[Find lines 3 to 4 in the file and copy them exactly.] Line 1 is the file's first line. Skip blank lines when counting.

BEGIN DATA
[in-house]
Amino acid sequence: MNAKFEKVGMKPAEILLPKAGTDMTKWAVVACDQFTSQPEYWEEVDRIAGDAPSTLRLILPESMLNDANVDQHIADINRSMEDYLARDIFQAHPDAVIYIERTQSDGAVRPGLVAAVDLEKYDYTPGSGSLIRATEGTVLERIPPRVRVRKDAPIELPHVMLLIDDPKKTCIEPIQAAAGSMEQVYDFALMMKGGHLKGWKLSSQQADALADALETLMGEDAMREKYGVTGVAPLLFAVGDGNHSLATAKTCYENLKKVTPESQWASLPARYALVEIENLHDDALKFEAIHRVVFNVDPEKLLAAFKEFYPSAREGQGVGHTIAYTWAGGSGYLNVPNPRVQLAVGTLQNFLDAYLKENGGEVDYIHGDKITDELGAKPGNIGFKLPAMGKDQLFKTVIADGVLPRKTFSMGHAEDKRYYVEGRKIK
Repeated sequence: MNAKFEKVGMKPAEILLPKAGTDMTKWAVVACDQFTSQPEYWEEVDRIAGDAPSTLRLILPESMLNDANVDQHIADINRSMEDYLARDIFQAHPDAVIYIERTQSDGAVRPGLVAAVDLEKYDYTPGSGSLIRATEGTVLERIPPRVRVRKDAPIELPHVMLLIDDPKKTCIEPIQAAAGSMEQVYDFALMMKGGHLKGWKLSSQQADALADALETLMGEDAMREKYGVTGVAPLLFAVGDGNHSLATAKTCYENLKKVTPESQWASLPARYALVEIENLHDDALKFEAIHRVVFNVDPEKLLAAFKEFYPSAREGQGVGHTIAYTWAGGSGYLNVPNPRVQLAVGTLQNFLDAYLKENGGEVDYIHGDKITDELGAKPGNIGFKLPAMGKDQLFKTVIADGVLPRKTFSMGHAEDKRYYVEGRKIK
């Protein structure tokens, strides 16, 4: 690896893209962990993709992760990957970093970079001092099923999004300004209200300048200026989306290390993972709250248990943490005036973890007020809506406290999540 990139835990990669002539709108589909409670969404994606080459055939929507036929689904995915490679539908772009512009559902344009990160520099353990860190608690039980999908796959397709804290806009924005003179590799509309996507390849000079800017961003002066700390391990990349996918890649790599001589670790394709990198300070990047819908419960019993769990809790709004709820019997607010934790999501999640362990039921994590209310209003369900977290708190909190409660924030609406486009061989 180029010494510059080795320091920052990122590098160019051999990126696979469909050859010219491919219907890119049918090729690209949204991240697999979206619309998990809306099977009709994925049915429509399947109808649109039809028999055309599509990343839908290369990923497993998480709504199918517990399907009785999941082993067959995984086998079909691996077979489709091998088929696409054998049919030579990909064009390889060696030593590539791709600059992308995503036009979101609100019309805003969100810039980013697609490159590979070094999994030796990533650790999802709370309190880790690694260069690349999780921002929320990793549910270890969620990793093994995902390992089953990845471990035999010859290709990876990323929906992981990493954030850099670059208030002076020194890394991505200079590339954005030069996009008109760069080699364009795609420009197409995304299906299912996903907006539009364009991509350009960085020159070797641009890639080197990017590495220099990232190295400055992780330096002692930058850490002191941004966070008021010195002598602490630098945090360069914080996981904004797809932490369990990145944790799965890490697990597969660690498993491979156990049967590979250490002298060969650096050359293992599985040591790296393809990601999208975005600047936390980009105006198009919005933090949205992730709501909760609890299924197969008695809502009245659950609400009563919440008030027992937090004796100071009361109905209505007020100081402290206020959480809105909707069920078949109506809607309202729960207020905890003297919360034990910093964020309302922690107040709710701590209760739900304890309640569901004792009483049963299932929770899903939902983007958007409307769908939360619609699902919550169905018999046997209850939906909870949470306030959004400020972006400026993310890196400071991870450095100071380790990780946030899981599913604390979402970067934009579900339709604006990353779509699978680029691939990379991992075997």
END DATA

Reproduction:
Repeated sequence: MNAKFEKVGMKPAEILLPKAGTDMTKWAVVACDQFTSQPEYWEEVDRIAGDAPSTLRLILPESMLNDANVDQHIADINRSMEDYLARDIFQAHPDAVIYIERTQSDGAVRPGLVAAVDLEKYDYTPGSGSLIRATEGTVLERIPPRVRVRKDAPIELPHVMLLIDDPKKTCIEPIQAAAGSMEQVYDFALMMKGGHLKGWKLSSQQADALADALETLMGEDAMREKYGVTGVAPLLFAVGDGNHSLATAKTCYENLKKVTPESQWASLPARYALVEIENLHDDALKFEAIHRVVFNVDPEKLLAAFKEFYPSAREGQGVGHTIAYTWAGGSGYLNVPNPRVQLAVGTLQNFLDAYLKENGGEVDYIHGDKITDELGAKPGNIGFKLPAMGKDQLFKTVIADGVLPRKTFSMGHAEDKRYYVEGRKIK
């Protein structure tokens, strides 16, 4: 690896893209962990993709992760990957970093970079001092099923999004300004209200300048200026989306290390993972709250248990943490005036973890007020809506406290999540 990139835990990669002539709108589909409670969404994606080459055939929507036929689904995915490679539908772009512009559902344009990160520099353990860190608690039980999908796959397709804290806009924005003179590799509309996507390849000079800017961003002066700390391990990349996918890649790599001589670790394709990198300070990047819908419960019993769990809790709004709820019997607010934790999501999640362990039921994590209310209003369900977290708190909190409660924030609406486009061989 180029010494510059080795320091920052990122590098160019051999990126696979469909050859010219491919219907890119049918090729690209949204991240697999979206619309998990809306099977009709994925049915429509399947109808649109039809028999055309599509990343839908290369990923497993998480709504199918517990399907009785999941082993067959995984086998079909691996077979489709091998088929696409054998049919030579990909064009390889060696030593590539791709600059992308995503036009979101609100019309805003969100810039980013697609490159590979070094999994030796990533650790999802709370309190880790690694260069690349999780921002929320990793549910270890969620990793093994995902390992089953990845471990035999010859290709990876990323929906992981990493954030850099670059208030002076020194890394991505200079590339954005030069996009008109760069080699364009795609420009197409995304299906299912996903907006539009364009991509350009960085020159070797641009890639080197990017590495220099990232190295400055992780330096002692930058850490002191941004966070008021010195002598602490630098945090360069914080996981904004797809932490369990990145944790799965890490697990597969660690498993491979156990049967590979250490002298060969650096050359293992599985040591790296393809990601999208975005600047936390980009105006198009919005933090949205992730709501909760609890299924197969008695809502009245659950609400009563919440008030027992937090004796100071009361109905209505007020100081402290206020959480809105909707069920078949109506809607309202729960207020905890003297919360034990910093964020309302922690107040709710701590209760739900304890309640569901004792009483049963299932929770899903939902983007958007409307769908939360619609699902919550169905018999046997209850939906909870949470306030959004400020972006400026993310890196400071991870450095100071380790990780946030899981599913604390979402970067934009579900339709604006990353779509699978680029691939990379991992075997």